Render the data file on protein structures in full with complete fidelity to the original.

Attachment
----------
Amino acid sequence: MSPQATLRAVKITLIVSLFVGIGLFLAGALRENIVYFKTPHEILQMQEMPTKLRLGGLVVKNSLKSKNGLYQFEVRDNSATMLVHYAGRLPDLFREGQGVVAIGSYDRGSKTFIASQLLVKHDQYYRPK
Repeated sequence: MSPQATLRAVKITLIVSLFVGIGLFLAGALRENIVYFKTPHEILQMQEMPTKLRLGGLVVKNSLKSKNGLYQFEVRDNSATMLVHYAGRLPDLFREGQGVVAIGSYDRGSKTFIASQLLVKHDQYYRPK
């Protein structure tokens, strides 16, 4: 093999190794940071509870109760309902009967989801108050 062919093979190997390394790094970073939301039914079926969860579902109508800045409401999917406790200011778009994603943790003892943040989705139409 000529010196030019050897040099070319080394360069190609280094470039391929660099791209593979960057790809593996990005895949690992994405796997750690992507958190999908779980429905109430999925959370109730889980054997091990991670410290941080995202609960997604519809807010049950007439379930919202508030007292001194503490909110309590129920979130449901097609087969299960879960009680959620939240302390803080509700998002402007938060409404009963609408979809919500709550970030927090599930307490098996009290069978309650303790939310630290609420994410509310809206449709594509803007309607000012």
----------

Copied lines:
Amino acid sequence: MSPQATLRAVKITLIVSLFVGIGLFLAGALRENIVYFKTPHEILQMQEMPTKLRLGGLVVKNSLKSKNGLYQFEVRDNSATMLVHYAGRLPDLFREGQGVVAIGSYDRGSKTFIASQLLVKHDQYYRPK
Repeated sequence: MSPQATLRAVKITLIVSLFVGIGLFLAGALRENIVYFKTPHEILQMQEMPTKLRLGGLVVKNSLKSKNGLYQFEVRDNSATMLVHYAGRLPDLFREGQGVVAIGSYDRGSKTFIASQLLVKHDQYYRPK
């Protein structure tokens, strides 16, 4: 093999190794940071509870109760309902009967989801108050 062919093979190997390394790094970073939301039914079926969860579902109508800045409401999917406790200011778009994603943790003892943040989705139409 000529010196030019050897040099070319080394360069190609280094470039391929660099791209593979960057790809593996990005895949690992994405796997750690992507958190999908779980429905109430999925959370109730889980054997091990991670410290941080995202609960997604519809807010049950007439379930919202508030007292001194503490909110309590129920979130449901097609087969299960879960009680959620939240302390803080509700998002402007938060409404009963609408979809919500709550970030927090599930307490098996009290069978309650303790939310630290609420994410509310809206449709594509803007309607000012």